Intel introduces 13th generation Core desktop CPUs with more cores and higher frequencies

Something to look forward to: After months of leaks, Intel has finally announced its first 13th Gen “Raptor Lake” Core desktop processor alongside the new Z790 chipset. The new CPUs compete against AMD’s Ryzen 7000 series. Stay tuned for our reviews coming out next month.

On Tuesday, Intel launched its Raptor Lake processors with twice the E-Cores compared to their Alder Lake (AL) counterparts, and each cluster of four E-Cores now has access to 4MB of L2 cache ( compared to 2 MB with AL). . The P-Core count remains the same across the lineup despite using the new Raptor Cove architecture. Intel didn’t go into great detail on the new Arch, but did mention that it comes with improved speed paths and 2MB of L2 cache per core, compared to 1.25MB in the previous generation.

Raptor Lake CPUs have a larger shared L3 cache pool of up to 36MB, while the ring bus can now go up to 900MHz higher. The IMC also received an update as all models support DDR5-5600 (prior to DDR5-4800 on AL) and DDR4-3200 memory.

Intel initially launched three models, each available with and without integrated graphics. The Core i9-13900K(F) has 8 P cores and 16 E cores for 24 CPU cores and 32 threads (E cores do without hyperthreading). Clock speeds are equally impressive, with the E-cores accelerating up to 4.3GHz and the P-cores hitting 5.8GHz with sufficient cooling. It has a maximum turbo power rating of 253W compared to 240W for the i9-12900K.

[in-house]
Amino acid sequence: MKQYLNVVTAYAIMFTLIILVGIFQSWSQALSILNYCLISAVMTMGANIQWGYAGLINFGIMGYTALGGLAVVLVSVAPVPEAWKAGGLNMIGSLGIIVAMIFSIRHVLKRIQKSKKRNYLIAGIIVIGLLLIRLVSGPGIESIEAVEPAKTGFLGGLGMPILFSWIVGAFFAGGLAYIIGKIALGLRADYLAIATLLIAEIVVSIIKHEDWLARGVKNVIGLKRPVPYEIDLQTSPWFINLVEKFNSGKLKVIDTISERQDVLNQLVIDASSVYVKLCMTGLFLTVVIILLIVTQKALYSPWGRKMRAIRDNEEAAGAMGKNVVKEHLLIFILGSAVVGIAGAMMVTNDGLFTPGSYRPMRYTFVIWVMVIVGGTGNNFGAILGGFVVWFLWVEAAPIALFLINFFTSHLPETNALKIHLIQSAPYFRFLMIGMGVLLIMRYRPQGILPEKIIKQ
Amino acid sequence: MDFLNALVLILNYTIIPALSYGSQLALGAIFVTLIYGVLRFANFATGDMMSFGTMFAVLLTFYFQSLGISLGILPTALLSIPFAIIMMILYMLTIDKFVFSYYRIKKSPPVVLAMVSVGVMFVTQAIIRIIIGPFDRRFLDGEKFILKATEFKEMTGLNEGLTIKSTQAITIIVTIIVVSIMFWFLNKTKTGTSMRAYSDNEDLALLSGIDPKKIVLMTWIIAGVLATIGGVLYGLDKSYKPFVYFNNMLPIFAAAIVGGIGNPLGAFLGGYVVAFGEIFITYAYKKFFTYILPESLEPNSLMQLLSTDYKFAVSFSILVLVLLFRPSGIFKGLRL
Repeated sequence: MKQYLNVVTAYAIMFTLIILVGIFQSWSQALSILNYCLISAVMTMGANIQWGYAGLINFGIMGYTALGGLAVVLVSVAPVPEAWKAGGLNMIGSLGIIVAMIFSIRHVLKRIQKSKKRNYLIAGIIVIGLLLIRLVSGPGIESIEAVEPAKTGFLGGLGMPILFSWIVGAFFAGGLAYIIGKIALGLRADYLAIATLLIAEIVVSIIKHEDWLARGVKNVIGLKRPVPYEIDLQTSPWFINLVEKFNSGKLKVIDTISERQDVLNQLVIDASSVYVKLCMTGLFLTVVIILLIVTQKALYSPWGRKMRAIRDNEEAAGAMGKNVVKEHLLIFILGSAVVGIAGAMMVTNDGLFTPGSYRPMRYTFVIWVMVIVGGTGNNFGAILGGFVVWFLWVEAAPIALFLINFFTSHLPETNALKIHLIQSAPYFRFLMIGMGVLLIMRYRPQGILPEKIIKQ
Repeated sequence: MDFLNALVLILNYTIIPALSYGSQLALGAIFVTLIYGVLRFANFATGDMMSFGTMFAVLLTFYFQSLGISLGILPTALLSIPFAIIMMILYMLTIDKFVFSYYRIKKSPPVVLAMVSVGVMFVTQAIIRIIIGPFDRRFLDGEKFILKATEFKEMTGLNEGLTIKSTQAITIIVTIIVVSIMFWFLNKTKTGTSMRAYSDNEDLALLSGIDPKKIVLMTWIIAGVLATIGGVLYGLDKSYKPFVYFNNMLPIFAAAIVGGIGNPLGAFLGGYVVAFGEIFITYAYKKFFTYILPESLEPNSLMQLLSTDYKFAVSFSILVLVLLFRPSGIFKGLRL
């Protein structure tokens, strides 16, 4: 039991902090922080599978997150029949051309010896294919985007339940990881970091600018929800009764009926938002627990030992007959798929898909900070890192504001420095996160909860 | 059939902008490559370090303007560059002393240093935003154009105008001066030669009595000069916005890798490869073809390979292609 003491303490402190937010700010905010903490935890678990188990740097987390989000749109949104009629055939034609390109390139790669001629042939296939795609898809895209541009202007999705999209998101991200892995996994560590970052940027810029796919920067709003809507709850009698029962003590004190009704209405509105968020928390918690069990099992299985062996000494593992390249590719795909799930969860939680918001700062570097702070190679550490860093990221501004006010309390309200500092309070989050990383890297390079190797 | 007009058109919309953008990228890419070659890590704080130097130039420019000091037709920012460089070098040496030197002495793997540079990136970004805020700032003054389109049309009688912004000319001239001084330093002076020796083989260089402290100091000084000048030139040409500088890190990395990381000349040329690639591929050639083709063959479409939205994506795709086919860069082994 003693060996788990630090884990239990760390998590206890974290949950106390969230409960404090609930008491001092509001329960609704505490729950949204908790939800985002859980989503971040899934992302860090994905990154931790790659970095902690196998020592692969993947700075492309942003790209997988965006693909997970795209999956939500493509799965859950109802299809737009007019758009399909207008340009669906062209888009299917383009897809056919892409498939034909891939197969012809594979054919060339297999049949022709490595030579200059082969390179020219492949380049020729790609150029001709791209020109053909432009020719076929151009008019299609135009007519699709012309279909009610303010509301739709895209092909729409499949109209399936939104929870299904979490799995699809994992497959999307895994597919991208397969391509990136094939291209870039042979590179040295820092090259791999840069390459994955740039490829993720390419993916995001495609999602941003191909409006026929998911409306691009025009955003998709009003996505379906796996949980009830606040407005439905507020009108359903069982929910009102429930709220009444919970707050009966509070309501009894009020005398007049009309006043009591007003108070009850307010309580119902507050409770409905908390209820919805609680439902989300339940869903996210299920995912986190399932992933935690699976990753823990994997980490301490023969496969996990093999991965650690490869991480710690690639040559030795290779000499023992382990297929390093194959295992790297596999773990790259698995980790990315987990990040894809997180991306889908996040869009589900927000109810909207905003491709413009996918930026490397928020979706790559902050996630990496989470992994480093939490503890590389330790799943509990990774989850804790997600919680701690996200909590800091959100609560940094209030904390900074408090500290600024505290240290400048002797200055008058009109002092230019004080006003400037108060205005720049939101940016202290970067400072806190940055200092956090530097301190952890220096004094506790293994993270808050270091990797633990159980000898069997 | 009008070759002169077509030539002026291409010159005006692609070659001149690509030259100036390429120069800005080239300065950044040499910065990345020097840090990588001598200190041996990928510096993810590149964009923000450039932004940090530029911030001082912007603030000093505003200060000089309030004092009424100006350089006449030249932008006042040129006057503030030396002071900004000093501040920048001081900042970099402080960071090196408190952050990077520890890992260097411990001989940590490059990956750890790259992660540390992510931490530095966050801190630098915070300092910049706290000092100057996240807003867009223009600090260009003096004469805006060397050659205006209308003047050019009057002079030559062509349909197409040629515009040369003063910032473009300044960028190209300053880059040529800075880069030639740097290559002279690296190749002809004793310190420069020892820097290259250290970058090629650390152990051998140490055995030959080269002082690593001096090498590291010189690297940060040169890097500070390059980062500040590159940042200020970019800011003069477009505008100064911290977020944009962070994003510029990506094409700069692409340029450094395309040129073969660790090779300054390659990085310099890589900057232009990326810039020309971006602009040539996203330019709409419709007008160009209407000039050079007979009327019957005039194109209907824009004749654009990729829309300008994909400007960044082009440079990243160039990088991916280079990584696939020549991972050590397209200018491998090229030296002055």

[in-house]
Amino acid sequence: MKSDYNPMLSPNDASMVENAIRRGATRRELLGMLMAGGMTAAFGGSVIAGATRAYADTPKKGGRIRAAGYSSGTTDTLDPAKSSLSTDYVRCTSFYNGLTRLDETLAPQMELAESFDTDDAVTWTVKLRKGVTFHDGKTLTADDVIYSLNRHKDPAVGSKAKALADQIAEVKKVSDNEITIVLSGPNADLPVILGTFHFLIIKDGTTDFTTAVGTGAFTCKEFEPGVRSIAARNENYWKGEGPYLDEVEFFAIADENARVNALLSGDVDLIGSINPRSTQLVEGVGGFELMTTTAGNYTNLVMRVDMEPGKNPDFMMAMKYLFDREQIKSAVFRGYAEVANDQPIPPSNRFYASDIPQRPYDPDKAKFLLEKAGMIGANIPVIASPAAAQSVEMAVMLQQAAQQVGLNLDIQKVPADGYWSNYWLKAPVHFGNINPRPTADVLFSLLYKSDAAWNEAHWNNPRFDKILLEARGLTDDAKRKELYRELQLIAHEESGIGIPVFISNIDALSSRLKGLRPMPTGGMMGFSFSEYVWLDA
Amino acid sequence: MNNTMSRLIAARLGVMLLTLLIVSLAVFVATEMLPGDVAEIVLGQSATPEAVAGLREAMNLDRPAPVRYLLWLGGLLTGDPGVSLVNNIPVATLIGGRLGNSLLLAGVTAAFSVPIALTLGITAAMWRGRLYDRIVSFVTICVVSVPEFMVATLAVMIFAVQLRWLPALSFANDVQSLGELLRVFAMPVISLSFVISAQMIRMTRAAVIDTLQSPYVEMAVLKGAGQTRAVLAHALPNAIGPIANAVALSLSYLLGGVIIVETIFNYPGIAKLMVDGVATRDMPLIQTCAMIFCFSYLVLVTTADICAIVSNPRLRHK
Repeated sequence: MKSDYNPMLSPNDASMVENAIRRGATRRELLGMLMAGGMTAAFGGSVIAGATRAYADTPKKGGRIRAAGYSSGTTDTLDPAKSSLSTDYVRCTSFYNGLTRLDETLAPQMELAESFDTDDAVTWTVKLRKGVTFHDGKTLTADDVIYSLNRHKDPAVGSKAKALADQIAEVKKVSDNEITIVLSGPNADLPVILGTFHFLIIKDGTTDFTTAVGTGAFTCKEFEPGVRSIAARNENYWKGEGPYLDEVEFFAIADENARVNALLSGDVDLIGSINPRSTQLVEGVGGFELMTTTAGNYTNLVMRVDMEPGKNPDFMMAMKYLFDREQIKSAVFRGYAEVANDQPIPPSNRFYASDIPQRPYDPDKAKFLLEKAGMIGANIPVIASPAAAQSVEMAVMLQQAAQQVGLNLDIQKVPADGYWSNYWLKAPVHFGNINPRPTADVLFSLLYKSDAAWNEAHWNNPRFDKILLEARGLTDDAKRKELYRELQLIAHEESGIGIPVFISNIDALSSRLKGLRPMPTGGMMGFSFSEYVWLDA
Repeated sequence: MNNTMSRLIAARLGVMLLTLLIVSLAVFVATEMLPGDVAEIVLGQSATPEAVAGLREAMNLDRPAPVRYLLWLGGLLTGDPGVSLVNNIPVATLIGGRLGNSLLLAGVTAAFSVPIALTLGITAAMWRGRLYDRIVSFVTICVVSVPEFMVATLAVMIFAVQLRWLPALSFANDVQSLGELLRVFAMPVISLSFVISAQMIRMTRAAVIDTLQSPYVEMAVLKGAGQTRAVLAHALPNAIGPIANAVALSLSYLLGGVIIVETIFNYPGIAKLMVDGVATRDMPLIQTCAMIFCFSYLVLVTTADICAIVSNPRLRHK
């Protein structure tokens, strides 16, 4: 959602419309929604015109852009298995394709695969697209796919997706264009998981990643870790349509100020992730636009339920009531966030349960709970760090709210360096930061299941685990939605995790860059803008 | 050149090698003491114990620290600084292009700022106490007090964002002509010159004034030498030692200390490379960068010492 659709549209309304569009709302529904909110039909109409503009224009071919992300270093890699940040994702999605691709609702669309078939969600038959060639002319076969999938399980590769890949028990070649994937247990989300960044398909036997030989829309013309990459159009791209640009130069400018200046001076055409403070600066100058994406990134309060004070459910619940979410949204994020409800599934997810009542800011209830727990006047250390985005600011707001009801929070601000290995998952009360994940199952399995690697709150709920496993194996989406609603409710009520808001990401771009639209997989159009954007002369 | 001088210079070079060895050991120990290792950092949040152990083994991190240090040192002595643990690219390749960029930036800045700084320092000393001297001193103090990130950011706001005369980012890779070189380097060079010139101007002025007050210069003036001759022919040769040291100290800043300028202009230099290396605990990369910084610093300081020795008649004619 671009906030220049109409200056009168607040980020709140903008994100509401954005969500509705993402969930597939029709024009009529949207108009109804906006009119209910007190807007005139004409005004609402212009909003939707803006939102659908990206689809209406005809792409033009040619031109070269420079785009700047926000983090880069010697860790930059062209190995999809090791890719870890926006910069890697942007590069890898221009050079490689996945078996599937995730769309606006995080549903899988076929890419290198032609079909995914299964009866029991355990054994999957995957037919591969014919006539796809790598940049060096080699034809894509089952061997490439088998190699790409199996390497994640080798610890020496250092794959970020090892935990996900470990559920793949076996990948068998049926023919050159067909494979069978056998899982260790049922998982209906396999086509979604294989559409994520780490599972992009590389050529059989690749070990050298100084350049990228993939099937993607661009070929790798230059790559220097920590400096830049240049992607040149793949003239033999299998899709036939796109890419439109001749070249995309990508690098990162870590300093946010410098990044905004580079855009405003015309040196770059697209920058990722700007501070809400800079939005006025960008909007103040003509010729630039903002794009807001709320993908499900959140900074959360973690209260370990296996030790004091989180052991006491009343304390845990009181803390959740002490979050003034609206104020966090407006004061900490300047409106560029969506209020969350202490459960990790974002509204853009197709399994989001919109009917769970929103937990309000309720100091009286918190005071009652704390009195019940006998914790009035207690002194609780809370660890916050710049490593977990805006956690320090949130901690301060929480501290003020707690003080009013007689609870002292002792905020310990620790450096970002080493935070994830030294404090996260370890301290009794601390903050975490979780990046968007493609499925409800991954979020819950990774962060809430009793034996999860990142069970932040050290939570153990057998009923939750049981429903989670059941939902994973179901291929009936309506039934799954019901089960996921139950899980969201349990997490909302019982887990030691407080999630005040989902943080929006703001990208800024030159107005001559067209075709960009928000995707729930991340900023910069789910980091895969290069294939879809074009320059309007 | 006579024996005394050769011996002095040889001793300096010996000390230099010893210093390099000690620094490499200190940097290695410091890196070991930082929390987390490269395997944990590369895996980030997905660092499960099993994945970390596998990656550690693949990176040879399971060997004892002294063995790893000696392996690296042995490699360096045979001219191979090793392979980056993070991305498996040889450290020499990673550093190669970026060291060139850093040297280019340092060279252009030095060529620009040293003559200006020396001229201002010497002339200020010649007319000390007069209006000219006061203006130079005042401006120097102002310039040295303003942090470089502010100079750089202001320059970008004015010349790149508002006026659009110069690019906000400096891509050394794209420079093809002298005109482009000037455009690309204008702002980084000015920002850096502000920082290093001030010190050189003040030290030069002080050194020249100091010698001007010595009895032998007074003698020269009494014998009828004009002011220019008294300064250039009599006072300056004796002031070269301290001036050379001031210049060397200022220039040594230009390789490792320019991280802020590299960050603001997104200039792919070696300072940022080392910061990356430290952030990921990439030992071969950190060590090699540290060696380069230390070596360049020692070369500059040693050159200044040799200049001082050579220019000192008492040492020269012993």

The Core i7-13700K(F) packs 8 P cores and 8 E cores for 16 cores and 24 threads. The frequencies range from 5.4 GHz on the P cores and 4.2 GHz on the E cores. The performance limits are the same as the Core i9.

Finally, the Core i5-13600K(F) comes with 14 cores (6P + 8E) and 20 threads. It can accelerate its performance cores up to 5.1GHz and efficient cores up to 3.9GHz while only requiring 181W for maximum turbo.


Prices are surprisingly affordable, with the Core i9 and Core i7 models costing the same as their Alder Lake counterparts, while the Core i5 variants received a $30 price increase.

Intel has provided several graphics highlighting that the new 13th Gen processors are faster than Zen 3 and Alder Lake chips when gaming and creating content. The real question, however, is how these CPUs will hold up against AMD’s Ryzen 7000 line.



Team Blue also unveiled its new Z790 chipset yesterday. Existing 600-series motherboards support 13th Gen CPUs, but the new Z790 motherboards have eight additional PCIe 4.0 lanes and an additional 20Gbps USB port.

Intel’s 13th Gen unlocked desktop processors will ship on October 20th, the same day that Z790 motherboards go on sale. The company has also teased a pre-binned SKU that will clock up to 6GHz early next year, likely a successor to the Core i9-12900KS. Intel introduces 13th generation Core desktop CPUs with more cores and higher frequencies

Chris Barrese

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